"The older kids just embraced all the kindergartners and were constantly coming and doing art projects and reading with the kids," says Sebulsky. "I really think it enhanced [her] experience so much more - the French class would come in and do French exercises with the kids and the Spanish class would do the same and so we were just really lucky."

Bend-La Pine's Rexford says that there has been a definite "pinching down" of the resources available to school districts state-wide and that a large contributor to this has been the passing of the 1990 Ballot Measure 5.

"The effect of Ballot Measure 5 was to shift what was a system where about two-thirds of the funding for local schools was provided by local property taxes and less than one-third from state revenue," says Rexford. "Now it's almost the mirror image of that."

According to the OSBA, Ballot Measure 5 lowered the amount of property taxes schools could raise towards funding. It also transferred the responsibility for school funding from local government to the state government. The state government funds its education department almost entirely from income tax revenue.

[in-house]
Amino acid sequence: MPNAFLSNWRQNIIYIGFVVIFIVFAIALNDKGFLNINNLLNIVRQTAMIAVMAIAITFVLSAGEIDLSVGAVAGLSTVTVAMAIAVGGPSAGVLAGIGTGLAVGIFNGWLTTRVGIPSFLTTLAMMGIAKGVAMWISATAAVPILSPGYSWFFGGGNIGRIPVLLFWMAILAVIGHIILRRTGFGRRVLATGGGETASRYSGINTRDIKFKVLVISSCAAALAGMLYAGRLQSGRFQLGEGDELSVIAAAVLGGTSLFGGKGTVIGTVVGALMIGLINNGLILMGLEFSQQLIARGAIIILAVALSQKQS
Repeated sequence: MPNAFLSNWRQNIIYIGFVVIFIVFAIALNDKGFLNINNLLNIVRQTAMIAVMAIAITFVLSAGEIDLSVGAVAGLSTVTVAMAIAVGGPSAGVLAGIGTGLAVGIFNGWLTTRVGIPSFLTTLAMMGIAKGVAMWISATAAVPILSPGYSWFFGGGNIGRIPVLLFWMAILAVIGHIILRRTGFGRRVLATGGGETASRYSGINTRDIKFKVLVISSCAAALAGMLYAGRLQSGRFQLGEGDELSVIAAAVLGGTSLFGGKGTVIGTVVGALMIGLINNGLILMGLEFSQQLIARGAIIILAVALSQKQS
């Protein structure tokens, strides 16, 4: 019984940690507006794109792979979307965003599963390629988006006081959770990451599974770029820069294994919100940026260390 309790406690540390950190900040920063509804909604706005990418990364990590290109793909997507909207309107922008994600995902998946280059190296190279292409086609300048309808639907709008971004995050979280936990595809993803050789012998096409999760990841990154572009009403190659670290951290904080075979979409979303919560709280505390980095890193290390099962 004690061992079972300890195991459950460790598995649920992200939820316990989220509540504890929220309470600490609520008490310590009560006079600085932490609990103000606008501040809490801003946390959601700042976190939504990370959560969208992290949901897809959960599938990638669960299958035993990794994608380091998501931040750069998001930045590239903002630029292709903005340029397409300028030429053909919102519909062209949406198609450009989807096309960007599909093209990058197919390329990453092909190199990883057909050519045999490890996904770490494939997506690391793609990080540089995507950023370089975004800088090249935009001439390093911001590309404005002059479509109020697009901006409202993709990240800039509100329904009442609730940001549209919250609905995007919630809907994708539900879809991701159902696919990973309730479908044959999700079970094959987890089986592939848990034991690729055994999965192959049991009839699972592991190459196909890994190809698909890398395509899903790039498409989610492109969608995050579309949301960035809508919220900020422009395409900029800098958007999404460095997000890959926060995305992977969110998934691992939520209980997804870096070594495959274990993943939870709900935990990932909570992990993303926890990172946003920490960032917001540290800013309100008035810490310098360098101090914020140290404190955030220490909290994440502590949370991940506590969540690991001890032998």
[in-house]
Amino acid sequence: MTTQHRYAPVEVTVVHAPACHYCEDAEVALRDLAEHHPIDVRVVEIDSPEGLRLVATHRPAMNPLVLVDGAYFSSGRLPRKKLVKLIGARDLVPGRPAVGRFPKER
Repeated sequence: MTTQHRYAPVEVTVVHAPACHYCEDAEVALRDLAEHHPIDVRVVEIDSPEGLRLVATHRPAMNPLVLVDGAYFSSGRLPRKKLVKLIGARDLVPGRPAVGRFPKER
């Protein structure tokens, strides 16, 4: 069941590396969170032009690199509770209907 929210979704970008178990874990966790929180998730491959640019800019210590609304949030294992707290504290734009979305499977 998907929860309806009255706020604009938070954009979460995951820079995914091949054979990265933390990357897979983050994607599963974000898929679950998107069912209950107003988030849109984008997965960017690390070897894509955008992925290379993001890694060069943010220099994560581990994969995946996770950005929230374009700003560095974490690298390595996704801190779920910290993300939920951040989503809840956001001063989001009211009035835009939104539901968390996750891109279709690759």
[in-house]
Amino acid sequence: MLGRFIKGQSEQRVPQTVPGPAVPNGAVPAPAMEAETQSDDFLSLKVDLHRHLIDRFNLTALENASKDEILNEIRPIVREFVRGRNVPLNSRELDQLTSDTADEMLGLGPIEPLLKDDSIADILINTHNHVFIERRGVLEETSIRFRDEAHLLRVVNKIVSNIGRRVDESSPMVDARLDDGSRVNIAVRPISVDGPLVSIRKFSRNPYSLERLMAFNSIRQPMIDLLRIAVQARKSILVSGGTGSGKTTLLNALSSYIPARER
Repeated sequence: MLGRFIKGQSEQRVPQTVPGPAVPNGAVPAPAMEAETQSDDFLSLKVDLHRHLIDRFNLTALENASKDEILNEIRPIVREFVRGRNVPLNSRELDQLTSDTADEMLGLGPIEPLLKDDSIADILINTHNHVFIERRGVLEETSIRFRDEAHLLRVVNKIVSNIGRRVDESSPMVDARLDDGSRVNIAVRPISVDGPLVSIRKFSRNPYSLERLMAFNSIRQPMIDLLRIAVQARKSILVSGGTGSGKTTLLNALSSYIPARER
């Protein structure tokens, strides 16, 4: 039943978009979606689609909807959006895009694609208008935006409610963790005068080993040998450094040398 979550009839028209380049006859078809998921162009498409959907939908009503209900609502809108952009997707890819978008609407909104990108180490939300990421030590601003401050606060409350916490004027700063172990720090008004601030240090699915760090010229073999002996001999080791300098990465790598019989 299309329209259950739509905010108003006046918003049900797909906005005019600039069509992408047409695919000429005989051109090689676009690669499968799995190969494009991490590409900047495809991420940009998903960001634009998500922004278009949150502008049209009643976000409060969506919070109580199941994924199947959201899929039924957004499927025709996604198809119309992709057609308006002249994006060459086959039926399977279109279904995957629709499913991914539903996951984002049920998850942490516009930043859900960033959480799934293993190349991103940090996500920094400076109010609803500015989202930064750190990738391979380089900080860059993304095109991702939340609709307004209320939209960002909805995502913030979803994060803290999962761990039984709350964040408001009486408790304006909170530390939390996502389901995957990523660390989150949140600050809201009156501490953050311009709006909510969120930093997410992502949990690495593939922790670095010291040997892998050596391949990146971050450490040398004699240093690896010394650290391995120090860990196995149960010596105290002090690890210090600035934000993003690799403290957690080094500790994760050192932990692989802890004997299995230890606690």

Gene Evans, Communications Director for the state School Superintendent for the Oregon Department of Education sees Ballot Measure 5 as having both positive and negative impacts on the education system.

"Switching to state funding certainly has equalized the distribution of funds across the state, making it a more equitable funding model so that students in big districts get basically the same amount of money as students in small districts," says Evans. "I also think there are definitely some school districts that long for the old days when they could have all the music and art and foreign language teachers that they wanted because the local community would support them."

What's important to remember is that there is a difference between operating dollars (which are provided primarily by the state) and capital construction, or school construction dollars, which are funded mostly by local property taxes and bonds that voters approve.